c. Employees who are offered coverage by an employer are not eligible for premium credits unless the employer plan does not have an actuarial value of at least 60 percent (i.e. the essential benefits package) or if the employee’s share of the premium exceeds 9.5% of income. See questions 11 and 12 for explanations on the essential benefits plan and its actuarial value.

4. What is the “free-choice voucher” and how is it different than the free-rider provision?

    a. The free-choice voucher provision requires employers that offer coverage to their employees to provide a free choice voucher to employees with income less than 400 percent of the federal poverty line whose share of the premium exceeds 8 percent but is less than 9.8 percent of their income and who choose to enroll in the Exchange. The voucher must be equal in value to what the employer would have contributed otherwise to the employee. Unlike the free-rider provision that requires employers to pay a penalty if employees get premium subsidies in the Exchange, employers providing free-choice vouchers will not be subject to penalties.

5. Does an employee have to take an employer’s insurance if offered?

    a. No, there is nothing that requires an employee to take what their employer offers. An employee could easily get insurance through a spouse, as a dependent until the age of 26, or through the new Exchange. Employers with over 200 employees are required to automatically enroll their employees in their health insurance coverage, but the employee may opt out. The onus to carry insurance coverage is on the employee who will be subject to penalties if they cannot show proof of insurance or documentation to be exempt.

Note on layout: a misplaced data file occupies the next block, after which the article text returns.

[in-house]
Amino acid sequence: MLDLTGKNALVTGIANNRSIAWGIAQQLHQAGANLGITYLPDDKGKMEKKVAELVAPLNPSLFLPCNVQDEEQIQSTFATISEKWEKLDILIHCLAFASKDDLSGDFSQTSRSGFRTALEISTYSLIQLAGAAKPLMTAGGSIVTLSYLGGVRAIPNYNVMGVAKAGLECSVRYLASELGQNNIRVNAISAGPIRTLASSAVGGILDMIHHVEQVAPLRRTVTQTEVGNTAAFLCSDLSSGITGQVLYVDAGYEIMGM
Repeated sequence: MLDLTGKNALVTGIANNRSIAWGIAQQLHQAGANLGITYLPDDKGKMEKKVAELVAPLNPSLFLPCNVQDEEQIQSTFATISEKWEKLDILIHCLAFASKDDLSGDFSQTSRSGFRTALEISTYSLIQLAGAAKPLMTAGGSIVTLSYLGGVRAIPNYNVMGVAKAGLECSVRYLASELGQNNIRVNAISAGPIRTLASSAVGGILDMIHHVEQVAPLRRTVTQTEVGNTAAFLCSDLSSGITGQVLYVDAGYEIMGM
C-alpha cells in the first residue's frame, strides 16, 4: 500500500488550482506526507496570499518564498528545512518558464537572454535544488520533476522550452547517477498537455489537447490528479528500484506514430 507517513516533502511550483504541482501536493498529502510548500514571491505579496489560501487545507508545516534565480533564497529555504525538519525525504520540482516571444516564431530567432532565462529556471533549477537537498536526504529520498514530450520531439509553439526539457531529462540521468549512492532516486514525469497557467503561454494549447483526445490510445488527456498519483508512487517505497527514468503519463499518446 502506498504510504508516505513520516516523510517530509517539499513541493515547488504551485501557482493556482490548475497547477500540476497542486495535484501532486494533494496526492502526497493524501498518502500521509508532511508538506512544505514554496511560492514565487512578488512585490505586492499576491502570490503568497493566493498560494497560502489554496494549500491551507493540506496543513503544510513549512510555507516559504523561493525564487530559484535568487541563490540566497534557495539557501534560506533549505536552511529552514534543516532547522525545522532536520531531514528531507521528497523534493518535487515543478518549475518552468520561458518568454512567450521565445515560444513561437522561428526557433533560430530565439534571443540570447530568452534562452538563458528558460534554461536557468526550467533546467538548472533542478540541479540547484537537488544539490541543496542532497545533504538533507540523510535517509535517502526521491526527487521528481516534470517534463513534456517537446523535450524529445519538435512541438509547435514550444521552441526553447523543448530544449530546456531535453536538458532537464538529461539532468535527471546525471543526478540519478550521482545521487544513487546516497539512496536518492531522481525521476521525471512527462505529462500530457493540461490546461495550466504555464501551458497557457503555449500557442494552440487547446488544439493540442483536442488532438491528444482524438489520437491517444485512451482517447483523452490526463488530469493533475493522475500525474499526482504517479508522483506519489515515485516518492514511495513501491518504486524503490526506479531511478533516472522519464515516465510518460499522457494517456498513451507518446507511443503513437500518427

6. When are the tax credits available for small businesses that provide insurance to their employees? How do employers get those tax credits? Will the self-employed be eligible?

    a. Tax credits are available to small businesses in two phases. To be eligible for both phases of the tax credits, employers must have 25 or fewer full-time equivalent employees with average wages of $50,000 or less and provide at least 50 percent of the total premium costs. In the first phase of the tax credit – tax years 2010-2013 – employers meeting the criteria can receive a tax credit worth up to 35 percent of the employer’s contribution toward the employee’s health insurance. The second phase begins in 2014 when the Exchange is created. The credits are available for two years once the employer purchases a group policy through the exchange (note: phase II credits are available strictly through the Exchange). Employers meeting the criteria can receive a tax credit worth up to 50 percent of the employer’s contribution toward the employee’s health insurance during this time. The full tax credit for both phases is available only to employers with 10 or less employees who have average salaries of $25,000 or less. The credit phases out for businesses between 10-25 full-time equivalent employees with average wages between $25,000 — $50,000. Tax exempt employers meeting the aforementioned criteria get a 25 percent credit for tax years 2010-2013 and a 35 percent credit for the two years in the Exchange.
    b. For-profit employers can capture the tax credits by deducting it against their federal income tax liability. The credit is not refundable, but it can be carried back one year and forward 20 years. Tax-exempt employers can deduct it against their payroll taxes.
    c. The self-employed are not eligible because the credit is only available to those businesses with employees. The only health insurance premium self-employed individuals will qualify for are federal premium subsidies, assuming they meet the low-income criteria through the Exchange.

7. What is a full-time equivalent employee for purposes of this tax credit? How do I calculate my average wages? Do seasonal employees count towards the calculation of full-time equivalents? Are there any exceptions?

    a. A full-time equivalent is determined by dividing the total hours for which the employer pays wages to employees during the year (but not more than 2,080 hours for any employee) by 2,080. See the IRS Web site’s FAQs with regard to additional information on determining full-time equivalents for the small business tax credit.
    b. Average annual wages are determined by dividing the aggregate amount of wages that were paid by the employer to employees during the taxable year by the number of full-time equivalent employees. For purposes of calculating average wages, only use employee’s wages up to 2,080 hours of work. The result is then rounded down to the nearest $1,000.